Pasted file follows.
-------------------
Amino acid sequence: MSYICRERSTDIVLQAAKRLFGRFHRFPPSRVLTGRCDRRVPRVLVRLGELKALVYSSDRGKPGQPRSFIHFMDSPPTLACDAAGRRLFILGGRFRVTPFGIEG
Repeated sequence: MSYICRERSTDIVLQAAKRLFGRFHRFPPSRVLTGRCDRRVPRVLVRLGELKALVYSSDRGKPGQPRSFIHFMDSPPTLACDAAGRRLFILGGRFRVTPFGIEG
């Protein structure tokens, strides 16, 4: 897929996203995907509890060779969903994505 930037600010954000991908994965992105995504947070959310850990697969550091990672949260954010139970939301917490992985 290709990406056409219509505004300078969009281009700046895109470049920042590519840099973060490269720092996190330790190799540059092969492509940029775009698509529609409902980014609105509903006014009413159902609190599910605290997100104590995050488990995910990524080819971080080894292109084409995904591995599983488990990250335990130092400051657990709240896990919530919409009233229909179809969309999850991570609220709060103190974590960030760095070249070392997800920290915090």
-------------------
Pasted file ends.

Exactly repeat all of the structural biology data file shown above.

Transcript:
Amino acid sequence: MSYICRERSTDIVLQAAKRLFGRFHRFPPSRVLTGRCDRRVPRVLVRLGELKALVYSSDRGKPGQPRSFIHFMDSPPTLACDAAGRRLFILGGRFRVTPFGIEG
Repeated sequence: MSYICRERSTDIVLQAAKRLFGRFHRFPPSRVLTGRCDRRVPRVLVRLGELKALVYSSDRGKPGQPRSFIHFMDSPPTLACDAAGRRLFILGGRFRVTPFGIEG
């Protein structure tokens, strides 16, 4: 897929996203995907509890060779969903994505 930037600010954000991908994965992105995504947070959310850990697969550091990672949260954010139970939301917490992985 290709990406056409219509505004300078969009281009700046895109470049920042590519840099973060490269720092996190330790190799540059092969492509940029775009698509529609409902980014609105509903006014009413159902609190599910605290997100104590995050488990995910990524080819971080080894292109084409995904591995599983488990990250335990130092400051657990709240896990919530919409009233229909179809969309999850991570609220709060103190974590960030760095070249070392997800920290915090």